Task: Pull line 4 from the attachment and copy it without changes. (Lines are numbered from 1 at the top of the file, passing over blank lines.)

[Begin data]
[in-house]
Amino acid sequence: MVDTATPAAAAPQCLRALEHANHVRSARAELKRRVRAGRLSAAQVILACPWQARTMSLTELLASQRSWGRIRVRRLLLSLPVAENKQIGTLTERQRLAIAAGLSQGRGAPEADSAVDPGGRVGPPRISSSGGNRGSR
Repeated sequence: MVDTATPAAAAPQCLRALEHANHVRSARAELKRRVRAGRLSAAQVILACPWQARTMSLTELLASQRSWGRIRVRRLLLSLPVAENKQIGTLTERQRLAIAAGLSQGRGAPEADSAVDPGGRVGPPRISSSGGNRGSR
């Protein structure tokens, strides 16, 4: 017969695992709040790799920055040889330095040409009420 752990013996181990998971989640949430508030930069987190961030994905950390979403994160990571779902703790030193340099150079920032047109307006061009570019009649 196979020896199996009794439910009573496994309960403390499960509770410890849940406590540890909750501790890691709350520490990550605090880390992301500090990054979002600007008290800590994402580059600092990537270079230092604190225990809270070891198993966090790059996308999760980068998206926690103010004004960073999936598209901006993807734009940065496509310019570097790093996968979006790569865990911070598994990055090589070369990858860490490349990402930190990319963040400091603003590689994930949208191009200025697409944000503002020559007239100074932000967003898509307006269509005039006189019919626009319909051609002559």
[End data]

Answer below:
């Protein structure tokens, strides 16, 4: 017969695992709040790799920055040889330095040409009420 752990013996181990998971989640949430508030930069987190961030994905950390979403994160990571779902703790030193340099150079920032047109307006061009570019009649 196979020896199996009794439910009573496994309960403390499960509770410890849940406590540890909750501790890691709350520490990550605090880390992301500090990054979002600007008290800590994402580059600092990537270079230092604190225990809270070891198993966090790059996308999760980068998206926690103010004004960073999936598209901006993807734009940065496509310019570097790093996968979006790569865990911070598994990055090589070369990858860490490349990402930190990319963040400091603003590689994930949208191009200025697409944000503002020559007239100074932000967003898509307006269509005039006189019919626009319909051609002559």